Criminal Law

1532. Unlawfully Causing a Fire

The defendant is charged [in Count ______] with unlawfully causing a fire.

To prove that the defendant is guilty of this crime, the People must prove that:

1. The defendant set fire to[,] [or] burned[,] [or caused the burning of] (a structure/forest land/property);


2. The defendant did so recklessly.

<Alternative A—Recklessness: General Definition>

[A person acts recklessly when (1) he or she is aware that his or her actions present a substantial and unjustifiable risk of causing a fire, (2) he or she ignores that risk, and (3) ignoring the risk is a gross deviation from what a reasonable person would have done in the same situation.]

<Alternative B—Recklessness: Voluntary Intoxication>

[A person acts recklessly when (1) he or she does an act that presents a substantial and unjustifiable risk of causing a fire but (2) he or she is unaware of the risk because he or she is voluntarily intoxicated. Intoxication is voluntary if the person willingly used any intoxicating drink, drug, or other substance knowing that it could produce an intoxicating effect.]

To set fire to or burn means to damage or destroy with fire either all or part of something, no matter how small the part.

[A structure is any (building/bridge/tunnel/power plant/ commercial or public tent).]

[Forest land means brush-covered land, cut-over land, forest, grasslands, or woods.]

[Property means personal property or land other than forest land.]

[A person does not unlawfully cause a fire if the only thing burned is his or her own personal property, unless he or she acts with the intent to defraud, or the fire also injures someone else or someone else's structure, forest land, or property.]

[Arson and unlawfully causing a fire require different mental states. For arson, a person must act willfully and maliciously. For unlawfully causing a fire, a person must act recklessly.]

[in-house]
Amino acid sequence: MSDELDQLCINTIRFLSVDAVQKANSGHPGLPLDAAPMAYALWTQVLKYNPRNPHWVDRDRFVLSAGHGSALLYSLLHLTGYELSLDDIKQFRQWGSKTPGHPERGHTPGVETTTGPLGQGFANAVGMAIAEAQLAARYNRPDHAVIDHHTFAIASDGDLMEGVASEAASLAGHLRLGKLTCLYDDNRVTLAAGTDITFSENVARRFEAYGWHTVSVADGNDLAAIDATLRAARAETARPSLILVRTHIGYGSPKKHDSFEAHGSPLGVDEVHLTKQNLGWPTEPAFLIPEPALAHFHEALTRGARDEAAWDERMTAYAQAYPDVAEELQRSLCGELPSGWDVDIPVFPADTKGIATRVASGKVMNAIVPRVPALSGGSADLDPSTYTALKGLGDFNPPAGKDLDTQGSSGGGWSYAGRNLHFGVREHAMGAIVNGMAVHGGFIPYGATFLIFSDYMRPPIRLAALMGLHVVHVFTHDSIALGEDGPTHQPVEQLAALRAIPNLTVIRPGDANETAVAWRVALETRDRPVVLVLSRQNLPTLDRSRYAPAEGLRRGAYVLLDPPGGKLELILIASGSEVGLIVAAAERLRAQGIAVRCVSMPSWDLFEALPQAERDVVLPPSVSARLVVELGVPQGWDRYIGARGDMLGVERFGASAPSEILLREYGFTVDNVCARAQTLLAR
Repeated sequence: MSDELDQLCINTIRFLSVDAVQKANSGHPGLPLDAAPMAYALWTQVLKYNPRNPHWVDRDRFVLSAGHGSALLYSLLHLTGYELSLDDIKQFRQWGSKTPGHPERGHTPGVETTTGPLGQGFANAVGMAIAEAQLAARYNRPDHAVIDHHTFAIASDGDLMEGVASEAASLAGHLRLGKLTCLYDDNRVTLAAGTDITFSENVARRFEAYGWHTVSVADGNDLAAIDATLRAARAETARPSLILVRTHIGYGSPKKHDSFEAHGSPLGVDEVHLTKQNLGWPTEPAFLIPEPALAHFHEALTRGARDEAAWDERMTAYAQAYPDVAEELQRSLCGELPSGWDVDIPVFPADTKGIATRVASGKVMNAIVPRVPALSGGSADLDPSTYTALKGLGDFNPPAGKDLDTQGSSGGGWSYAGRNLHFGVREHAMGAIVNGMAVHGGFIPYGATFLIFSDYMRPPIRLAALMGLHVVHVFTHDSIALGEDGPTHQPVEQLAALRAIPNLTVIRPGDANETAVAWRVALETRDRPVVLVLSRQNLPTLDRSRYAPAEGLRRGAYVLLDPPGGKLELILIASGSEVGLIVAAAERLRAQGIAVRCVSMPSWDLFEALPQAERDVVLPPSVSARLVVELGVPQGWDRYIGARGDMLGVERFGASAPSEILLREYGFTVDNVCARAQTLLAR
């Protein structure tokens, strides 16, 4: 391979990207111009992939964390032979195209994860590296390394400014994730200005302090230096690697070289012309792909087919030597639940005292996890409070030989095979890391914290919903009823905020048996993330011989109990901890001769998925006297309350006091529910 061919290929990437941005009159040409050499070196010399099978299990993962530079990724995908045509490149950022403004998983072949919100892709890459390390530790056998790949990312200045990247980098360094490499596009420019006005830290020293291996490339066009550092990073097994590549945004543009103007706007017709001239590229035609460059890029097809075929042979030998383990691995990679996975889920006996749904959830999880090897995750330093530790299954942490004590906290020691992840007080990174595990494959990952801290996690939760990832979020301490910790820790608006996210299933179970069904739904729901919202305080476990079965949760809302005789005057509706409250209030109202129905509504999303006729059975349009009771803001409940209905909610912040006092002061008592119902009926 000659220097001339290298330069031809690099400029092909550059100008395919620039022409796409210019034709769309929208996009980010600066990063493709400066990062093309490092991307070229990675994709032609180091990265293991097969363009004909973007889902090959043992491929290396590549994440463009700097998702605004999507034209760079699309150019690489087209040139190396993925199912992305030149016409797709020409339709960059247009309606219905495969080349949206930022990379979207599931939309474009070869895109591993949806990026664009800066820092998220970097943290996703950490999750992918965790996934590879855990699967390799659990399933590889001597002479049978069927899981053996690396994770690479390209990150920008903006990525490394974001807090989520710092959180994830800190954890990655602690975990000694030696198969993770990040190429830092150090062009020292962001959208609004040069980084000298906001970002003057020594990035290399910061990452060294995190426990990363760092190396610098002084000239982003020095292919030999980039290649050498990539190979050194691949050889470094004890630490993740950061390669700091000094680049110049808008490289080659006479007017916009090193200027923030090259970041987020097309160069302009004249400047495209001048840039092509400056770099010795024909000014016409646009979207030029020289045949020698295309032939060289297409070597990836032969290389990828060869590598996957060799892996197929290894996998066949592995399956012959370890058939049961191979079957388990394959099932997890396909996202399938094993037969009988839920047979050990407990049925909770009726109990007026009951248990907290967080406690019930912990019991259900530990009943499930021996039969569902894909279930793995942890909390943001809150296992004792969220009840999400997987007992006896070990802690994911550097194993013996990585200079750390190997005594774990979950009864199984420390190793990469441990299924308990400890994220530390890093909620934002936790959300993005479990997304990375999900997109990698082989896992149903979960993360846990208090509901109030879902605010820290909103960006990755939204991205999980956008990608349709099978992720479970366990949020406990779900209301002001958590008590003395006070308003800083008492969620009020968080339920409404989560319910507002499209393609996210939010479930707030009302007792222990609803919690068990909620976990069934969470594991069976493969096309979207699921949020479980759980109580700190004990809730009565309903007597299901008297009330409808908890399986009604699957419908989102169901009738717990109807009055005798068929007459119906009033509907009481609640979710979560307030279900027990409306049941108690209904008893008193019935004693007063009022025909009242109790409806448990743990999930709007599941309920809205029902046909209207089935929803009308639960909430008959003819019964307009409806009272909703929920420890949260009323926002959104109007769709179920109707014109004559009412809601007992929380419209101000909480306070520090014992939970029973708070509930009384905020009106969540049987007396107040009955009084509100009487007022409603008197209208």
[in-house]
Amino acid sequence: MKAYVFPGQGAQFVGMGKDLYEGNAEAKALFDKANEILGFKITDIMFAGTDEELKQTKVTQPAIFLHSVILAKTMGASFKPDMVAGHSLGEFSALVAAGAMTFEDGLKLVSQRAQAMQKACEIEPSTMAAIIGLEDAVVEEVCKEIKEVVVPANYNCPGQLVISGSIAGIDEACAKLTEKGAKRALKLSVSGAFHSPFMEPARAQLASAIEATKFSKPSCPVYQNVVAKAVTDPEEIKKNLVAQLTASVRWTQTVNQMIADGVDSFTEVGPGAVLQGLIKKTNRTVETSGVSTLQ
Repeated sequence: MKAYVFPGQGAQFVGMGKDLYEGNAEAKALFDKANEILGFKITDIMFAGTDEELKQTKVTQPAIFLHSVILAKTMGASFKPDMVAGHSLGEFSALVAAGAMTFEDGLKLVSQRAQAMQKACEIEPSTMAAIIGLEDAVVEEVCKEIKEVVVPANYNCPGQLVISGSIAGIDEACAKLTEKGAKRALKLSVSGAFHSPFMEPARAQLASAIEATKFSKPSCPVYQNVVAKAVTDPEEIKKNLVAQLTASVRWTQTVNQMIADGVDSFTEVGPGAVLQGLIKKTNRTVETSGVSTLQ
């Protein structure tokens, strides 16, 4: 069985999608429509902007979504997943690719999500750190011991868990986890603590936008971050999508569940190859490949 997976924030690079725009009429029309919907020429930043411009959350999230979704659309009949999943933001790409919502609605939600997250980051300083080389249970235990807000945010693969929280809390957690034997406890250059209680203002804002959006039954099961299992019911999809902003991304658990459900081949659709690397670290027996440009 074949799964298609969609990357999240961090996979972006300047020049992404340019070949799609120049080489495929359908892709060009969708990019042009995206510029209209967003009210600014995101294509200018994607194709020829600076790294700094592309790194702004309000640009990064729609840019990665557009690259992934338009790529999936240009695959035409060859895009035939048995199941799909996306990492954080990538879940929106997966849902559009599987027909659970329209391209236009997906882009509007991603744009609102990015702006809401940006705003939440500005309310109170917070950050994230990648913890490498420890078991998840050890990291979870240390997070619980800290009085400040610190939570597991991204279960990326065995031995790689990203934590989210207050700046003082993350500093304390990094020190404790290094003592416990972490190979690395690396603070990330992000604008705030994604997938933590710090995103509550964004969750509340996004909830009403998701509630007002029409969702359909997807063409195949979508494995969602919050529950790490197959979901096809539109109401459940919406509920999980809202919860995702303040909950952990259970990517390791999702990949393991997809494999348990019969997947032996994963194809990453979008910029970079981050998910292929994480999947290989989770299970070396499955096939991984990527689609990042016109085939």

Bench Notes

Instructional Duty

The court has a sua sponte duty to give an instruction defining the elements of the crime.

If the prosecution's theory is that the defendant did not set the fire but "caused" the fire, the court has a sua sponte duty to instruct on aiding and abetting. (People v. Sarkis (1990) 222 Cal.App.3d 23, 28 [272 Cal.Rptr. 34].) See CALCRIM Nos. 400-403.

Depending upon the theory of recklessness the prosecutor is alleging, the court should instruct with alternative A or B.

If the defendant is also charged with arson, the court may wish to give the last bracketed paragraph, which explains the difference in intent between unlawfully causing a fire and arson. (People v. Hooper (1986) 181 Cal.App.3d 1174, 1182 [226 Cal.Rptr. 810], disapproved of in People v. Barton (1995) 12 Cal.4th 186 [27 Cal.Rptr.2d 569, 906 P.2d 531] on the point that defense counsel's objection to instruction on lesser included offense constituted invited error; People v. Schwartz (1992) 2 Cal.App.4th 1319, 1324 [3 Cal.Rptr.2d 816].)

Related Instructions

If it is also alleged that the fire caused great bodily injury or burned an inhabited structure or property, see CALCRIM No. 1530, Unlawfully Causing a Fire: Great Bodily Injury, and CALCRIM No. 1531, Unlawfully Causing a Fire: Inhabited Structure.


Elements. Pen. Code, § 452.

Structure, Forest Land Defined. Pen. Code, § 450.

Difference Between This Crime and Arson. People v. Hooper (1986) 181 Cal.App.3d 1174, 1182 [226 Cal.Rptr. 810].

To Burn Defined. People v. Haggerty (1873) 46 Cal. 354, 355; In re Jesse L. (1990) 221 Cal.App.3d 161, 166-167 [270 Cal.Rptr. 389].

Secondary Sources

2 Witkin & Epstein, California Criminal Law (3d ed. 2000) Crimes Against Property, §§ 238-242.

6 Millman, Sevilla & Tarlow, California Criminal Defense Practice, Ch. 143, Crimes Against Property, § 143.11 (Matthew Bender).

Related Issues

See the Related Issues section under CALCRIM No. 1515, Arson.

(New January 2006)